Why McKenzie Pass Should be on Your Travel List
September 16, 2019
We first heard of McKenzie Pass from our camp host at Little Crater Campground near Paulina Lake. (Shout out to this amazing camp host!) He said that McKenzie Pass would be well worth the day trip and suggested a couple stops along the pass to get out and stretch our legs. Once we got back to cell service, we did a little research and quickly agreed that McKenzie Pass needed to be added to our must-sees while visiting the Bend, Oregon area.
McKenzie Pass is just outside of Sisters, which is roughly 30 minutes driving from Bend. The pass takes you through different types of environments, a historical landmark, and leads you several trailheads. The seasonally closed road typically reopens in June after the snow. Lucky for us, we were there in September and missed the snowy season, allowing for a beautiful day of exploring.
We started our day with heading out on OR-242, McKenzie Pass towards Dee Wright Observatory. Before getting to the observatory, we passed miles upon miles of lava. The lava is from an eruption roughly 2,000 years ago, so it’s one of the youngest lava beds in the United States. We had no idea how impressive and vast the bed would be. We were also surprised by the surrounding smoke in the area due to a forest fire started by lightning in the storm a couple of days prior.
Although we had seen pictures of Dee Wright Observatory, we still didn’t expect how ornate it would look when we drove around the bend in the road and saw it ourselves. It looks like an ancient castle built from lava resting in the sky. It’s nothing I ever expected to see out in the middle of an old lava field surrounded by towering summits. Especially since it was built in 1935. After climbing the lava stairs, we entered a grand room with multiple purposely placed windows. Each window perfectly outlined the summit at which we were looking out to. As we continued to the roof of the observatory, we could see the path of our favorite trail; the Pacific Crest Trail.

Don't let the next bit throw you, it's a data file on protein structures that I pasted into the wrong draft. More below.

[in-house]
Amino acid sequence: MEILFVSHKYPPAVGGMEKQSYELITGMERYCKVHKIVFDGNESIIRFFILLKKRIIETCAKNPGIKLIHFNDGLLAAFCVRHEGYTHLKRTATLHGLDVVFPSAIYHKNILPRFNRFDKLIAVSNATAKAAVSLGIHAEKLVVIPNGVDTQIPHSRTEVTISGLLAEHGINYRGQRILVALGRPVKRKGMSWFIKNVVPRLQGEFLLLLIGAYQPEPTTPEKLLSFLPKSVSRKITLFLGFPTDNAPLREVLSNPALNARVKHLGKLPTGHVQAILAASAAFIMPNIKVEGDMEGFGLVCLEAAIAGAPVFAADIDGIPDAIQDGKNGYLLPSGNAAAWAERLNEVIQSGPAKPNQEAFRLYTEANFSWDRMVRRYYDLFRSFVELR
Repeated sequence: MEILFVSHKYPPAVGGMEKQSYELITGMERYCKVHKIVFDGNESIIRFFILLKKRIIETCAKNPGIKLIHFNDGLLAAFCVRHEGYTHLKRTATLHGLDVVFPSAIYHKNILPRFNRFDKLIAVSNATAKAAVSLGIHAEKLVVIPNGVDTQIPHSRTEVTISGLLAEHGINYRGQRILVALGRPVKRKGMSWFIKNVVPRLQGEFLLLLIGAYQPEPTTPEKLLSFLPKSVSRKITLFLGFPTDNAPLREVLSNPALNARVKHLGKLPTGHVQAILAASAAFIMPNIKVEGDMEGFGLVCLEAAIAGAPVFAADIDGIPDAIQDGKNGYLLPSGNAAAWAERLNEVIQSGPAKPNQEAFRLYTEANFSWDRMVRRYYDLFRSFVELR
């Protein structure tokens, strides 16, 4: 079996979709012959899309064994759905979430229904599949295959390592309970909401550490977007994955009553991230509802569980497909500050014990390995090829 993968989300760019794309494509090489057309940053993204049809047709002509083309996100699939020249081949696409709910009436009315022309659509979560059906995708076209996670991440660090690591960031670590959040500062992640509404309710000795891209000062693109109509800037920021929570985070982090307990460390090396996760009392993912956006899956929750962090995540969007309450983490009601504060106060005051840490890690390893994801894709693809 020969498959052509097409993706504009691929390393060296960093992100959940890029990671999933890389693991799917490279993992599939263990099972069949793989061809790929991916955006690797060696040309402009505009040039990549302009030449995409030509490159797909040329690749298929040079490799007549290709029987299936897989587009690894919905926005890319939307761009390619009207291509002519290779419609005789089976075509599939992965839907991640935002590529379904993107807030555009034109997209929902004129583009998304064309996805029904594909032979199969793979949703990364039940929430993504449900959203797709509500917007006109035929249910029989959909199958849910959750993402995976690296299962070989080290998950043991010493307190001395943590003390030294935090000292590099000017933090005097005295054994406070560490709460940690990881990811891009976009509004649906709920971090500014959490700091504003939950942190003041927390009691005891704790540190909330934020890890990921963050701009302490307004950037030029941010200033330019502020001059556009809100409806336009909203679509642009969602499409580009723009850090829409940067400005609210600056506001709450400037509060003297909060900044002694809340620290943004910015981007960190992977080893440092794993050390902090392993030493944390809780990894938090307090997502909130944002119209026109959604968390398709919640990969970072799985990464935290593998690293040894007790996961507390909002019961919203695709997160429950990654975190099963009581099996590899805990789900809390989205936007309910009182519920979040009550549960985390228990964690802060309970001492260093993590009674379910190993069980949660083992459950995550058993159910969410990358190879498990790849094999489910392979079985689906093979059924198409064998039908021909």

As we continued along the pass, the number of cars on the road diminished and we often felt like we had the pass to ourselves. I’m sure it’s quite busy when it first opens after the snow season, but for us, it was a quiet day on the pass. Although not on our list of recommended stops, we had to stop when we came across Scott Lake.
Although we didn’t spend a great deal of time at Scott Lake, it quickly got added to our ‘must visit again’ list. The lake’s surrounded by some small primitive camping spots that are only $5 a night! These beautiful campsites are rumored of being one of the prettiest spots to watch a sunrise and sunset. We also spotted a huge bright mushroom along the side of the road. We had never seen this type of mushroom and later learned it’s named Amanita Muscaria. Don’t worry, we didn’t touch or mess with it since we didn’t know if it was poisonous or not!
Now the piece de resistance is Proxy Falls. The camp host recommended several falls and hikes, but he said if you only have time for one, don’t miss Proxy Falls. So, we made sure not to miss it. And in our opinion, this is why you must visit McKenzie Pass. The trail leading to the falls starts just off the side of the main road, with a few cars parked on the side. The trail is intended to hike counter-clockwise. It’s an easy loop less than 2 miles long. A part of the beginning of the trail leads you through some ancient lava with Mother Nature showing her power with trees and bushes growing through the lava. These trees and bushes hinted of fall with their changing of the leaves; perfectly matching the crisp in the air. The trail then leads into a section of tall pines and pockets of shade that may never be warmed by the sun. It was not until we turned a corner that we were gifted with a sneak peek of the beauty we were hiking towards.
That glimpse had us rushing towards the falls with the sounds of crashing water getting louder and louder. We turned right at a junction to go to Lower Proxy Falls. The trail meanders down as we hiked over and under fallen trees, taking us to the river. In order to get to the base of the falls, we safely crossed the small river in shallow areas. But of course, I still got my toes wet, it never fails. But I’m more than fine with it considering the reward; standing at the base of the falls feeling humbled and in awe of such beauty.
Tim and I both stood there, staring up at the water cascading down. The water splits from the top, creating several small falls; each as stunning as the other. The bright green moss growing beneath the water looked even brighter next to the dark black rock. We laughed as the water misted our faces, feeling almost like it was raining. We really took it in and enjoyed the area for at least 30 minutes. And the best part, we were the only ones there. It felt like we found our own private falls.
After hiking back to the car, we talked about how our day had been far more visually stimulating than we had expected. The dense tree-filled land only got thicker and the green became more vibrant as we drove back towards Bend. We wanted to stay longer, explore more trails, and see more falls, which means we’ll simply have to return. I don't see that being a problem though, since I think we’ll both be pulling each other back to the beautiful McKenzie Pass and the falls that made time stand still.